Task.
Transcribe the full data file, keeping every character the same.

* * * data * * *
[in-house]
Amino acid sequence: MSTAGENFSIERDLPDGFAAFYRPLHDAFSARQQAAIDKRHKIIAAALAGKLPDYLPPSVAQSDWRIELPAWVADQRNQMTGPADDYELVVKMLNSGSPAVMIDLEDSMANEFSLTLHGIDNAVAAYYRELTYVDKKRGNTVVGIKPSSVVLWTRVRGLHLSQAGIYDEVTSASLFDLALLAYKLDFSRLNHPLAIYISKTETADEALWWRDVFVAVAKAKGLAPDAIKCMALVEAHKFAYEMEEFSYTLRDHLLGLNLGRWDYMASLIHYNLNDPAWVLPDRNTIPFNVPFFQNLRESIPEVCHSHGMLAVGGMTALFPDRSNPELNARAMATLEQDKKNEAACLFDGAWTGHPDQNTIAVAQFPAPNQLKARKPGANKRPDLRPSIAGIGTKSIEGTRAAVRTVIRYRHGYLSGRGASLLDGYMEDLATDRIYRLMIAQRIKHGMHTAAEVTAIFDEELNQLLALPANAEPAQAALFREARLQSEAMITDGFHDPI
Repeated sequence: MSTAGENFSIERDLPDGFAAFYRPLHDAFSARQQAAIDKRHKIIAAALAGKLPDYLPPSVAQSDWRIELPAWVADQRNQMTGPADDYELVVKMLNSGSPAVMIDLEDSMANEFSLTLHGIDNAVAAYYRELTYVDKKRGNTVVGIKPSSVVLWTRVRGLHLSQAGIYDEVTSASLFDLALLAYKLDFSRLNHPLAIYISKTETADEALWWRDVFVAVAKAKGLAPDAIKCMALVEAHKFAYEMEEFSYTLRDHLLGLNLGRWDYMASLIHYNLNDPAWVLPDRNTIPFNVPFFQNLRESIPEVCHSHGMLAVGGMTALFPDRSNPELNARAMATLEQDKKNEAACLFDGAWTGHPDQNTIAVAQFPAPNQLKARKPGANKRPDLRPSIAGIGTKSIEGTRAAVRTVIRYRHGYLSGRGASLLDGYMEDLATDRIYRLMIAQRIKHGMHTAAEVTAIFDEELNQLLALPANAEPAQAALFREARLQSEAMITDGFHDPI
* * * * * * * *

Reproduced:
[in-house]
Amino acid sequence: MSTAGENFSIERDLPDGFAAFYRPLHDAFSARQQAAIDKRHKIIAAALAGKLPDYLPPSVAQSDWRIELPAWVADQRNQMTGPADDYELVVKMLNSGSPAVMIDLEDSMANEFSLTLHGIDNAVAAYYRELTYVDKKRGNTVVGIKPSSVVLWTRVRGLHLSQAGIYDEVTSASLFDLALLAYKLDFSRLNHPLAIYISKTETADEALWWRDVFVAVAKAKGLAPDAIKCMALVEAHKFAYEMEEFSYTLRDHLLGLNLGRWDYMASLIHYNLNDPAWVLPDRNTIPFNVPFFQNLRESIPEVCHSHGMLAVGGMTALFPDRSNPELNARAMATLEQDKKNEAACLFDGAWTGHPDQNTIAVAQFPAPNQLKARKPGANKRPDLRPSIAGIGTKSIEGTRAAVRTVIRYRHGYLSGRGASLLDGYMEDLATDRIYRLMIAQRIKHGMHTAAEVTAIFDEELNQLLALPANAEPAQAALFREARLQSEAMITDGFHDPI
Repeated sequence: MSTAGENFSIERDLPDGFAAFYRPLHDAFSARQQAAIDKRHKIIAAALAGKLPDYLPPSVAQSDWRIELPAWVADQRNQMTGPADDYELVVKMLNSGSPAVMIDLEDSMANEFSLTLHGIDNAVAAYYRELTYVDKKRGNTVVGIKPSSVVLWTRVRGLHLSQAGIYDEVTSASLFDLALLAYKLDFSRLNHPLAIYISKTETADEALWWRDVFVAVAKAKGLAPDAIKCMALVEAHKFAYEMEEFSYTLRDHLLGLNLGRWDYMASLIHYNLNDPAWVLPDRNTIPFNVPFFQNLRESIPEVCHSHGMLAVGGMTALFPDRSNPELNARAMATLEQDKKNEAACLFDGAWTGHPDQNTIAVAQFPAPNQLKARKPGANKRPDLRPSIAGIGTKSIEGTRAAVRTVIRYRHGYLSGRGASLLDGYMEDLATDRIYRLMIAQRIKHGMHTAAEVTAIFDEELNQLLALPANAEPAQAALFREARLQSEAMITDGFHDPI